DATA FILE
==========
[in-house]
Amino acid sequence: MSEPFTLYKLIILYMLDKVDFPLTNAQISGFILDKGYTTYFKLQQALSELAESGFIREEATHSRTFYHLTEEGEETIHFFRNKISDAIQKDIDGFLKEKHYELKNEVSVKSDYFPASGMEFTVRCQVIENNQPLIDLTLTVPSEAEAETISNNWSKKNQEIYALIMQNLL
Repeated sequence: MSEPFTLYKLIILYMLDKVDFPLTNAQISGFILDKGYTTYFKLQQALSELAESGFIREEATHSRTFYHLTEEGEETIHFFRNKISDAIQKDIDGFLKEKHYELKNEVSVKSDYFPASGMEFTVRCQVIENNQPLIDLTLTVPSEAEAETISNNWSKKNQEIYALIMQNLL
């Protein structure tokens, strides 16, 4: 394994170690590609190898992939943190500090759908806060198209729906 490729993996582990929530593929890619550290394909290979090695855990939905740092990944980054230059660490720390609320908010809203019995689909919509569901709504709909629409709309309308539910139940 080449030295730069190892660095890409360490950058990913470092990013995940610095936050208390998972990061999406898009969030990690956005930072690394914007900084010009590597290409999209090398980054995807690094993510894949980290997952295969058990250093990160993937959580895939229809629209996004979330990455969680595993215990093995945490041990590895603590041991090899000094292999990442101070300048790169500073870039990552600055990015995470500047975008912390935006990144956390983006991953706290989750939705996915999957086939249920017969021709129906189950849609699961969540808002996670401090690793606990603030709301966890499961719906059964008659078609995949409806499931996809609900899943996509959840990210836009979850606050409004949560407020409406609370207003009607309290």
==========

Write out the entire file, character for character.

[in-house]
Amino acid sequence: MSEPFTLYKLIILYMLDKVDFPLTNAQISGFILDKGYTTYFKLQQALSELAESGFIREEATHSRTFYHLTEEGEETIHFFRNKISDAIQKDIDGFLKEKHYELKNEVSVKSDYFPASGMEFTVRCQVIENNQPLIDLTLTVPSEAEAETISNNWSKKNQEIYALIMQNLL
Repeated sequence: MSEPFTLYKLIILYMLDKVDFPLTNAQISGFILDKGYTTYFKLQQALSELAESGFIREEATHSRTFYHLTEEGEETIHFFRNKISDAIQKDIDGFLKEKHYELKNEVSVKSDYFPASGMEFTVRCQVIENNQPLIDLTLTVPSEAEAETISNNWSKKNQEIYALIMQNLL
């Protein structure tokens, strides 16, 4: 394994170690590609190898992939943190500090759908806060198209729906 490729993996582990929530593929890619550290394909290979090695855990939905740092990944980054230059660490720390609320908010809203019995689909919509569901709504709909629409709309309308539910139940 080449030295730069190892660095890409360490950058990913470092990013995940610095936050208390998972990061999406898009969030990690956005930072690394914007900084010009590597290409999209090398980054995807690094993510894949980290997952295969058990250093990160993937959580895939229809629209996004979330990455969680595993215990093995945490041990590895603590041991090899000094292999990442101070300048790169500073870039990552600055990015995470500047975008912390935006990144956390983006991953706290989750939705996915999957086939249920017969021709129906189950849609699961969540808002996670401090690793606990603030709301966890499961719906059964008659078609995949409806499931996809609900899943996509959840990210836009979850606050409004949560407020409406609370207003009607309290």